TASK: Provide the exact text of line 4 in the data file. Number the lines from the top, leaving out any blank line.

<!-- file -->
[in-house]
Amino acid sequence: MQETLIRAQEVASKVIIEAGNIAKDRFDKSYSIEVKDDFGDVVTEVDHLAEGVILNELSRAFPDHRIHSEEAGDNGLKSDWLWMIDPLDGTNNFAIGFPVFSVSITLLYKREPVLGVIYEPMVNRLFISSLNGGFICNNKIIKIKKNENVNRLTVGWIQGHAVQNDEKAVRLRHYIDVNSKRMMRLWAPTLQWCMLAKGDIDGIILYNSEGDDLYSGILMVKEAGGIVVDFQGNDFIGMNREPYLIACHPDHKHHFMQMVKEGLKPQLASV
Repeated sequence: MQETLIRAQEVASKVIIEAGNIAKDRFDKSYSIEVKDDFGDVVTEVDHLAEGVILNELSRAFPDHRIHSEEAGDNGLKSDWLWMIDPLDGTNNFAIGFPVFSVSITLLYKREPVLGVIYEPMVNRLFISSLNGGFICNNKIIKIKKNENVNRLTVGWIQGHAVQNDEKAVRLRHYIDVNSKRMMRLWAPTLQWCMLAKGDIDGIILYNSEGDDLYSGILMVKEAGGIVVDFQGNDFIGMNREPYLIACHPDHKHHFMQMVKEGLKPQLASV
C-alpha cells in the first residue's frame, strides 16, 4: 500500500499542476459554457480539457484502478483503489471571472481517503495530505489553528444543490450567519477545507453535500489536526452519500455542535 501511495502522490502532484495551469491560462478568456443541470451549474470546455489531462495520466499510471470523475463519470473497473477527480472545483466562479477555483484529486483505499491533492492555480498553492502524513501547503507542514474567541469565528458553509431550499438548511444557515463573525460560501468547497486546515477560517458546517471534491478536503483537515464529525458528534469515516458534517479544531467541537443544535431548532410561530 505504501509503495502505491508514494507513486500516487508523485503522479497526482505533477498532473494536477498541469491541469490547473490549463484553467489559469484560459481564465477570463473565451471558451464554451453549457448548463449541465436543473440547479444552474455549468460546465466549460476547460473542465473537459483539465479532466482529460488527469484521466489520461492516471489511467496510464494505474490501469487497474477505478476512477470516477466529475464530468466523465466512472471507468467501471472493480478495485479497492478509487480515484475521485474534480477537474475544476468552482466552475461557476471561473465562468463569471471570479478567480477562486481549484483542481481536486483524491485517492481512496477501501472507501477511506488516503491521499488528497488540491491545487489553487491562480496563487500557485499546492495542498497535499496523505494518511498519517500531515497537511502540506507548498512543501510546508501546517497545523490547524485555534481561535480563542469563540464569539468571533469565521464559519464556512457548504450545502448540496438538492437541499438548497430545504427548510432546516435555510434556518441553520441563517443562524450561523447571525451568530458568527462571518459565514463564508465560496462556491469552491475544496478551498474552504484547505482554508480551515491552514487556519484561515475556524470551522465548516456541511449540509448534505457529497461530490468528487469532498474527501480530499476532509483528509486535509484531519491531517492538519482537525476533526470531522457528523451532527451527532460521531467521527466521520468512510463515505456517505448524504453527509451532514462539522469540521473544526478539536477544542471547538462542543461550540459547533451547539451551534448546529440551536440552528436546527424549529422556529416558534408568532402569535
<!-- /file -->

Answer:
C-alpha cells in the first residue's frame, strides 16, 4: 500500500499542476459554457480539457484502478483503489471571472481517503495530505489553528444543490450567519477545507453535500489536526452519500455542535 501511495502522490502532484495551469491560462478568456443541470451549474470546455489531462495520466499510471470523475463519470473497473477527480472545483466562479477555483484529486483505499491533492492555480498553492502524513501547503507542514474567541469565528458553509431550499438548511444557515463573525460560501468547497486546515477560517458546517471534491478536503483537515464529525458528534469515516458534517479544531467541537443544535431548532410561530 505504501509503495502505491508514494507513486500516487508523485503522479497526482505533477498532473494536477498541469491541469490547473490549463484553467489559469484560459481564465477570463473565451471558451464554451453549457448548463449541465436543473440547479444552474455549468460546465466549460476547460473542465473537459483539465479532466482529460488527469484521466489520461492516471489511467496510464494505474490501469487497474477505478476512477470516477466529475464530468466523465466512472471507468467501471472493480478495485479497492478509487480515484475521485474534480477537474475544476468552482466552475461557476471561473465562468463569471471570479478567480477562486481549484483542481481536486483524491485517492481512496477501501472507501477511506488516503491521499488528497488540491491545487489553487491562480496563487500557485499546492495542498497535499496523505494518511498519517500531515497537511502540506507548498512543501510546508501546517497545523490547524485555534481561535480563542469563540464569539468571533469565521464559519464556512457548504450545502448540496438538492437541499438548497430545504427548510432546516435555510434556518441553520441563517443562524450561523447571525451568530458568527462571518459565514463564508465560496462556491469552491475544496478551498474552504484547505482554508480551515491552514487556519484561515475556524470551522465548516456541511449540509448534505457529497461530490468528487469532498474527501480530499476532509483528509486535509484531519491531517492538519482537525476533526470531522457528523451532527451527532460521531467521527466521520468512510463515505456517505448524504453527509451532514462539522469540521473544526478539536477544542471547538462542543461550540459547533451547539451551534448546529440551536440552528436546527424549529422556529416558534408568532402569535